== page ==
My thesis film Forever's Gonna Start Tonight, which was shot in Sheepshead Bay, screened at Sundance. Despite the positive reception, I had very little contact with the industry. I didn't want to wait years to make a feature, so I wrote something I could literally shoot in my own backyard. All the while writing it, I was simultaneously thinking about how to produce it and direct it. I see this film as the culmination of the work I've been doing for the last decade, perhaps even a lifetime.
Herrick: It Felt Like Love beautifully captures a mid-Atlantic summer through a teenager's eyes. How much did you draw on your own memories of youth, and what other sources did you consider or draw from in crafting the tone?
Hittman: It all started with a Rineke Dijkstra photo of a young girl on the beach at Coney Island in a one-piece bathing suit that reminded me of myself at 14. I always hated summer as a teenager and thought it was a very lonely experience. Without the social infrastructure that school provided, I was terrified of being left behind. I spent a lot of time taking the Q train to the B3 to Greenline Bus to go to Neponsit, an epic trip, to hang out with my best friend on the beach. She very much was the inspiration for Chiara [played by Giovanna Salimeni]. She was too experienced, and that experience placed a wedge in her relationships. Yet she seamlessly managed to keep guys moving in and out of the picture. She was a phenomenon to me.
The story is not autobiographical, but it's definitely a personal reflection of my own emotional neediness when I desperately wanted to be desired, but couldn't figure out how to make someone desire me.
Herrick: Tell us more about your actors. They feel so true to the world -- I feel like they are kids that you'd find yourself overhearing on the NYC subway.
Hittman: None of the kids had much experience, if any. I spent a lot of time on the street observing kids, because I wanted them to feel of the moment, which is a hard look and feel to nail. I would approach people cold on the street or in a park whose look I liked. I also went around to local dance schools, because I'd had success there casting Forever's Gonna Start Tonight. I found Chiara and her hip hop group at Albee Dance Studio in Carroll Gardens -- they were dancers and performers, but none of them had acted. I found several of the kids through Facebook, just by looking at current students and friends of students at my alma mater Edward R. Murrow High School in Brooklyn.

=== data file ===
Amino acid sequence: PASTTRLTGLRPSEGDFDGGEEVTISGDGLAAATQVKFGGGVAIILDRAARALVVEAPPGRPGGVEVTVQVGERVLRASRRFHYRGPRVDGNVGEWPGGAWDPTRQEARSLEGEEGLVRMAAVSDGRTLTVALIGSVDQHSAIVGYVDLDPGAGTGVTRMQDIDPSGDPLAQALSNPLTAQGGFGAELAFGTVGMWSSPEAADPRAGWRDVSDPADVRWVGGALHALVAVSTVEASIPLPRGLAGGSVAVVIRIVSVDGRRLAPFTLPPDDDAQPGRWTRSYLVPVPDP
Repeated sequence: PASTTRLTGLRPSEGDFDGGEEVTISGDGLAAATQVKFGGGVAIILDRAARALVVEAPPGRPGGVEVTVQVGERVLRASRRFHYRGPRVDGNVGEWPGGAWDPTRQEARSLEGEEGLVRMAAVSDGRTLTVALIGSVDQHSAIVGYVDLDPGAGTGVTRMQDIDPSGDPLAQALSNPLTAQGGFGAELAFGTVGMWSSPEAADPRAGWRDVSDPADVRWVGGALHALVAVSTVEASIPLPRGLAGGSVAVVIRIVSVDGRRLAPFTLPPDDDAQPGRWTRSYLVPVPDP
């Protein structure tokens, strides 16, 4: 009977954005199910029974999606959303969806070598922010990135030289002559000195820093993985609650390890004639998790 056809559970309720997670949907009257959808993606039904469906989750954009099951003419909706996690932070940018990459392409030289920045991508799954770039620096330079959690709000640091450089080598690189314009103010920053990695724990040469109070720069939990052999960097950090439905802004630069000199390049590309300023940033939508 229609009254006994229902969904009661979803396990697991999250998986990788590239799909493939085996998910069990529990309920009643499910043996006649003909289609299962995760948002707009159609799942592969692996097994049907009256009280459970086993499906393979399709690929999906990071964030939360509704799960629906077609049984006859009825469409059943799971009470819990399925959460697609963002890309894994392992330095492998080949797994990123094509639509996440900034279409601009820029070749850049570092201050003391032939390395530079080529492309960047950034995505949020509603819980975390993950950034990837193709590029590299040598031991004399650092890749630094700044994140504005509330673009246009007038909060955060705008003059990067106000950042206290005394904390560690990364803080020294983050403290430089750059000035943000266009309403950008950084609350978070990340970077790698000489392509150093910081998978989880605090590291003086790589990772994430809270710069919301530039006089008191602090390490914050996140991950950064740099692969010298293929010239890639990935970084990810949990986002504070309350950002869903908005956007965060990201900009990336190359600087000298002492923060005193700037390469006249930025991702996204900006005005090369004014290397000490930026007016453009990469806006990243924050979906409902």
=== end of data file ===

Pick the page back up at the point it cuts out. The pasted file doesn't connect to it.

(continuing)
In other words, most of them are just kids you'd overhear on the subway. Gina Piersanti and Ronen Rubenstein were found through more traditional casting methods, though they didn't have much experience either.
Herrick: Can you talk a little bit about your film community in NYC and your collaborators?
Hittman: When I moved back to NYC after grad school, I had a very small network in New York and it was a process of starting over. Most of the friends I had met on the festival circuit went to Columbia. Lauren Wolkstein who made The Strange Ones introduced me to my awe-inspiring producer Shri Sathe, who graduated from their producing program. She also introduced me to my cinematographer Sean Porter who had shot a few shorts there. I'm a terrible networker. I mostly stay at home and write at night.
Holly Herrick is the Associate Artistic Director at the Austin Film Society.
[Photo credit: It Felt Like Love executive producer Gill Holland and director Eliza Hittman at the 2013 Texas Party at Sundance, by Austin Film Society]